My objective is still the same. I still “just want to know what is going on at the school.”

Although school councils and PICs have evolved and changed over the past years, some of the issues remain the same and there is still much work to be done to be as effective as Parent Engagement can and should be.

The Ministry has mandated school councils and PICs to be established. Guidelines, hand books, policies, and tool kits have been researched and drafted with the help of various groups and stakeholders. Grants are being offered for initiatives to encourage parent engagement. However, these grant applications take much time, energy and effort, which parent volunteers often have not available.

As I have been involved, several challenges still remain, which are close to my heart: Respect, Communication, and Compensation.

All members of the school community need to respect each other, to be able to achieve common goals. Students need to respect teachers, teachers need to respect administration, parents need to respect teachers, and vice versa. From my own experience and from conversations with other parent leaders, the respect parent volunteers deserve is often lacking. Are parents too often seen as a stumbling block? If so, why?

Communication between administration and school councils has to be improved in order to reach parents and provide the necessary information. School councils must have Board contact info provided, and the Board must have updated school council info available. And use it in a timely fashion. Why do some councils get the info and resources, and others are still unaware?

When mentioning compensation, a future action plan should include a Ministry funded full – time board position(s) as Parent Engagement Coordinator. This coordinator would provide consistency, experience with school councils and/or PIC, time and opportunity to help coordinate parent involvement initiatives and events at individual schools, as well as energy and creativity needed to get and keep parents engaged.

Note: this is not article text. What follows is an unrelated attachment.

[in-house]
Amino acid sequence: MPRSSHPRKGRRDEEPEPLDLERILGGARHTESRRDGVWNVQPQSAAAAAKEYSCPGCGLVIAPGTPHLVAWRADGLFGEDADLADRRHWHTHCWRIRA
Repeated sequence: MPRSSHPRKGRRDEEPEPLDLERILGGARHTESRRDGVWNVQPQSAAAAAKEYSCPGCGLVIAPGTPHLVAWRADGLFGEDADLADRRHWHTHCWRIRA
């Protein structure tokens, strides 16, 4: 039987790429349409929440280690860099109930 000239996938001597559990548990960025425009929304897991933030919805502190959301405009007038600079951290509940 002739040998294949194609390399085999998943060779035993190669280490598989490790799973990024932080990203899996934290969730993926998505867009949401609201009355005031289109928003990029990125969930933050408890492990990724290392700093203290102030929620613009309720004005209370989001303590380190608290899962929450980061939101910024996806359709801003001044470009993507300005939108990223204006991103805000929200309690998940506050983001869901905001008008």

In my eyes, parent involvement and parent engagement are just as important to student achievement as the rest of the school community involvement is, and it must be recognized as such.


Arlene Morell, Parent Engagement Advocate

Thames Valley District School Board PIC, Founder and Chairperson 2006-2011

Parent Involvement Committees (PIC) are at best parent driven, parent organized, and founded on the involvement of parents for parents. PIC’s have a similar focus much like school councils to “enhance the accountability of the education system” and promote the involvement of parents, both at the local and system level. Fundamental to the work of parent involvement and engagement is the evidence based definition for the involvement of parents in education, and the incorporation of this definition into the core work of the committee.